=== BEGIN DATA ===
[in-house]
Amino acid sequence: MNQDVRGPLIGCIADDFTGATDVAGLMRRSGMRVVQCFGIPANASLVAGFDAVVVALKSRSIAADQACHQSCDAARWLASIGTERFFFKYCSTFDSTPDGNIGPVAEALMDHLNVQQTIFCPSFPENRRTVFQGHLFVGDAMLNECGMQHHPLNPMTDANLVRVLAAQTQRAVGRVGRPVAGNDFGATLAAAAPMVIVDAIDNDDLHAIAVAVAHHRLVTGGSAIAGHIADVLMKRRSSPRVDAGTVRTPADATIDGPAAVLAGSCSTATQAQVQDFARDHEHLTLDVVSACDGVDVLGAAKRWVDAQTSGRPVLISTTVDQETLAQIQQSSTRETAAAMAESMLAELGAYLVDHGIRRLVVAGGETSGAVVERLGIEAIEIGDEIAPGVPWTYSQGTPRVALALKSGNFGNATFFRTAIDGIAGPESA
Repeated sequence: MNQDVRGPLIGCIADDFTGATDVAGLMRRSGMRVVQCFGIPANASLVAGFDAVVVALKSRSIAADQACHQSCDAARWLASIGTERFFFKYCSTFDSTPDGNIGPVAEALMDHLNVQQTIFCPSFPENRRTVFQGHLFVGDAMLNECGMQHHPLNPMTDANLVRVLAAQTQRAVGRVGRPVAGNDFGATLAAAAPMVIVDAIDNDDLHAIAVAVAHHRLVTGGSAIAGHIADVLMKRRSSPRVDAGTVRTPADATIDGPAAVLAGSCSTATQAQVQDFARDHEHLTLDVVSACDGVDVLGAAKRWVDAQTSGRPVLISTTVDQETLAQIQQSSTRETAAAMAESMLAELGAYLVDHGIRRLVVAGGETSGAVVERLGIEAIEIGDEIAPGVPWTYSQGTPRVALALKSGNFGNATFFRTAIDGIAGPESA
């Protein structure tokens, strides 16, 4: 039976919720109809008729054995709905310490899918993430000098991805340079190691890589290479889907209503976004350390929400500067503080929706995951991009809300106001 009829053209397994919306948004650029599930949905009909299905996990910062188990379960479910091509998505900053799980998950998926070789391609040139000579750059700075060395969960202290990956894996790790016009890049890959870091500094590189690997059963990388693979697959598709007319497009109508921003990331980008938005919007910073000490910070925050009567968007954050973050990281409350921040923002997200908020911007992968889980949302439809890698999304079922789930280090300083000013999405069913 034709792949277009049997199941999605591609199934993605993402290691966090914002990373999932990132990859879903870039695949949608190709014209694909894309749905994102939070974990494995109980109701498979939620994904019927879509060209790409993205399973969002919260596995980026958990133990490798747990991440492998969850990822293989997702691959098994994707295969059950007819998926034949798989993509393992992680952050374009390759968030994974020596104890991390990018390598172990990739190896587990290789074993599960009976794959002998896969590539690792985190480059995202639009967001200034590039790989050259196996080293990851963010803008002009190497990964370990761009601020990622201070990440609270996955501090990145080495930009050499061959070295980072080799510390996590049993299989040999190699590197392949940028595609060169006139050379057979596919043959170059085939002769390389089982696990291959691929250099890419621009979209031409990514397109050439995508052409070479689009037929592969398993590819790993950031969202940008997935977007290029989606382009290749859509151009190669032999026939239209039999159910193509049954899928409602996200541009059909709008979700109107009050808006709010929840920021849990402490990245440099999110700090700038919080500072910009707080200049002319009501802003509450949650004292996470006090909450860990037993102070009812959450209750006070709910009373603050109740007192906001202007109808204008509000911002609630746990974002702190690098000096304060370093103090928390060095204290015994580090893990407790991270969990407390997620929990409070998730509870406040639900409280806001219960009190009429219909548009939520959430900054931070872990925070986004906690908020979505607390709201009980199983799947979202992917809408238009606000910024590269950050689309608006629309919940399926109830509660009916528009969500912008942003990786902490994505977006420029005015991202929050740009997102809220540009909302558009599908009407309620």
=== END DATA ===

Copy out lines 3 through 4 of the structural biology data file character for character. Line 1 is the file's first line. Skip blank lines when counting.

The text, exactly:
Repeated sequence: MNQDVRGPLIGCIADDFTGATDVAGLMRRSGMRVVQCFGIPANASLVAGFDAVVVALKSRSIAADQACHQSCDAARWLASIGTERFFFKYCSTFDSTPDGNIGPVAEALMDHLNVQQTIFCPSFPENRRTVFQGHLFVGDAMLNECGMQHHPLNPMTDANLVRVLAAQTQRAVGRVGRPVAGNDFGATLAAAAPMVIVDAIDNDDLHAIAVAVAHHRLVTGGSAIAGHIADVLMKRRSSPRVDAGTVRTPADATIDGPAAVLAGSCSTATQAQVQDFARDHEHLTLDVVSACDGVDVLGAAKRWVDAQTSGRPVLISTTVDQETLAQIQQSSTRETAAAMAESMLAELGAYLVDHGIRRLVVAGGETSGAVVERLGIEAIEIGDEIAPGVPWTYSQGTPRVALALKSGNFGNATFFRTAIDGIAGPESA
């Protein structure tokens, strides 16, 4: 039976919720109809008729054995709905310490899918993430000098991805340079190691890589290479889907209503976004350390929400500067503080929706995951991009809300106001 009829053209397994919306948004650029599930949905009909299905996990910062188990379960479910091509998505900053799980998950998926070789391609040139000579750059700075060395969960202290990956894996790790016009890049890959870091500094590189690997059963990388693979697959598709007319497009109508921003990331980008938005919007910073000490910070925050009567968007954050973050990281409350921040923002997200908020911007992968889980949302439809890698999304079922789930280090300083000013999405069913 034709792949277009049997199941999605591609199934993605993402290691966090914002990373999932990132990859879903870039695949949608190709014209694909894309749905994102939070974990494995109980109701498979939620994904019927879509060209790409993205399973969002919260596995980026958990133990490798747990991440492998969850990822293989997702691959098994994707295969059950007819998926034949798989993509393992992680952050374009390759968030994974020596104890991390990018390598172990990739190896587990290789074993599960009976794959002998896969590539690792985190480059995202639009967001200034590039790989050259196996080293990851963010803008002009190497990964370990761009601020990622201070990440609270996955501090990145080495930009050499061959070295980072080799510390996590049993299989040999190699590197392949940028595609060169006139050379057979596919043959170059085939002769390389089982696990291959691929250099890419621009979209031409990514397109050439995508052409070479689009037929592969398993590819790993950031969202940008997935977007290029989606382009290749859509151009190669032999026939239209039999159910193509049954899928409602996200541009059909709008979700109107009050808006709010929840920021849990402490990245440099999110700090700038919080500072910009707080200049002319009501802003509450949650004292996470006090909450860990037993102070009812959450209750006070709910009373603050109740007192906001202007109808204008509000911002609630746990974002702190690098000096304060370093103090928390060095204290015994580090893990407790991270969990407390997620929990409070998730509870406040639900409280806001219960009190009429219909548009939520959430900054931070872990925070986004906690908020979505607390709201009980199983799947979202992917809408238009606000910024590269950050689309608006629309919940399926109830509660009916528009969500912008942003990786902490994505977006420029005015991202929050740009997102809220540009909302558009599908009407309620």